The Deputy Minister of Environment, Science and Technology, Ms Patricia Appiagyei, has called for the protection of the ocean by all, to the benefit of the economy as it remains an important resource for the nation.
She noted that in spite of the importance of the sea to tourism development, fishing, oil exploration and production, its resources were being desecrated by open defecation and plastic waste.
Speaking at a durbar to mark the 2019 World Oceans Day in Tema yesterday, the deputy minister said Ghana’s coastal areas which were for commerce and industrial activities controlled about 25 per cent of the two-thirds of the country’s land mass population.
She said negative attitudes such as littering with plastics that found its way into the country’s oceans, open defecation and the dumping of refuse indiscriminately contributed to polution of the ocean.
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The event, dubbed: ‘Gender and the Ocean’ and organised by the Ghana Ports and Harbours Authority (GPHA), was attended by members of the Parliamentary Select Committee on Environment, students of the Marine Resource Department of the University of Ghana, fishers and members of the Fish Trading Association.
Ms Appiagyei expressed regret that open defecation along the coast lines was endemic despite sensitisation campaigns by various institutions.
She said the country could not reap the benefits of the beaches because they did not appear attractive to people, particularly tourists.
Turning her attention to labour in fishing-related activities, Ms Appiagyei said while women constituted half of the labour, they were largely concentrated in low-skilled, low paid and seasonal jobs in the area, and lacked the necessary health, safety and labour rights protection.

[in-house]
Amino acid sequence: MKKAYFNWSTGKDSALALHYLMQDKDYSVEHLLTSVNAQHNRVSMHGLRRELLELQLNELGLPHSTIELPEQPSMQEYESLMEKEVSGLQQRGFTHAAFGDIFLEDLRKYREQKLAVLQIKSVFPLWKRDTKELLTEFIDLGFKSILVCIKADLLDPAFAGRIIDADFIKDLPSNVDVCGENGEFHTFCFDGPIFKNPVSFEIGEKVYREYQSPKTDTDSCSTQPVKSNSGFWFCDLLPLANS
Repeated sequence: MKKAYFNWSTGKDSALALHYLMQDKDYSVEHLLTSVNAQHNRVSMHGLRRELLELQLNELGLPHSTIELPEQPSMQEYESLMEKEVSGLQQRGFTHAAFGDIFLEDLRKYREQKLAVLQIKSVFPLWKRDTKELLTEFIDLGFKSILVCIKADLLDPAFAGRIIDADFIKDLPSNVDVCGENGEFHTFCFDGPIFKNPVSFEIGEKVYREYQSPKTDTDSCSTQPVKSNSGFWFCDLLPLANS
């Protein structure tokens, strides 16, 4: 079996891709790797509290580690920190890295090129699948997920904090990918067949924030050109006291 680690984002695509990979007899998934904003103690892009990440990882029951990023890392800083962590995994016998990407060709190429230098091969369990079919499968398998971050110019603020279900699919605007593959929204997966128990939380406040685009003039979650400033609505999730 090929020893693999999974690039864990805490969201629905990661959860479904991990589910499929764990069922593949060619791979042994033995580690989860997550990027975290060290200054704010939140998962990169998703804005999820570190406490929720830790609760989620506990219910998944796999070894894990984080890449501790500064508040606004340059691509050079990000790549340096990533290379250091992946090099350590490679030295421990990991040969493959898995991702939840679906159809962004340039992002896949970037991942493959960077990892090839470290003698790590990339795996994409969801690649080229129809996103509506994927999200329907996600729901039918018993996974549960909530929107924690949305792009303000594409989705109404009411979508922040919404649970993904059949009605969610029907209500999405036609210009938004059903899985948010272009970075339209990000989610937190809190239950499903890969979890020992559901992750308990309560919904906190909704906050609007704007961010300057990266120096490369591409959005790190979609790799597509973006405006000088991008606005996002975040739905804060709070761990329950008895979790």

She nonetheless expressed regret at the activities of some women in the fishing labour chain, and counselled them to endeavour to protect the sea from plastic and waste pollution.
Ms Appiagyei pointed out that the attainment of the Sustainable Development Goal 14 on conservation and sustainable use of oceans, seas and marine resources for sustainable development was key to gender which required collaboration between men and women to address.
Ms Appiagyei also stressed that unregulated development of urban settlements and inappropriate waste management practices were pressures that also resulted in habitat pollution and the depletion of living marine resources.
“A global assessment report suggests that there are 165 million tonnes of plastic in the sea today, with some 24 million tonnes being discharged into the sea from various sources, particularly from land-based sources on an annual basis,” the deputy minister said.
The ministry, she announced, was awaiting the Cabinet’s approval of a Draft Policy for Plastic Waste Management to help tackle the issues to protect the marine environment.
The Deputy Executive Director of the Environmental Protection Agency (EPA), Mr Ebenezer Appah-Sampong, said the EPA was rolling out a programme to engage producers of plastics, following the passage of the Legislative Instrument 2250 on plastic management with a take-back scheme on polyethylene terephthalate (PET) bottles.
“You will find plastics in almost everything, including the clothing we wear, so they have become part of us, but what we can do is to look at some types which are easily disposed of for a possible consideration,” he said.
He added that presently, the EPA was focusing on plastics as a resource where people would be encouraged to recycle them into more usable products “just as we have seen a company at Ashaiman, which has found them useful for creating pavement blocks.”
Mr Appah-Sampong also said the Agency, in partnership with the Ghana Standards Authority (GSA), was developing a number of environmental standards, including standards for municipal sewage treatment facilities, saying “we are resolved to enforce these standards to the letter.”
The General Manager in charge of Special Duties at the GPHA, Mr George Berdu, called for a concerted effort among stakeholders to address the waste menace which, he said, had become a canker that could spell doom for people in the fisheries sector, if immediate solutions were not found.
The Tema Mantse, Nii Adjei Kraku II, who was the chairman for the occasion, expressed regret that fishing activities within the Tema Manhean community were no longer lucrative because the sea had been filled with plastics from human activities.
That, he said, had seen the people becoming poorer by the day since their source of livelihood was being eroded.
He called for continual sensitisation and investments by municipal assemblies in beach projects to discourage people from polluting the sea.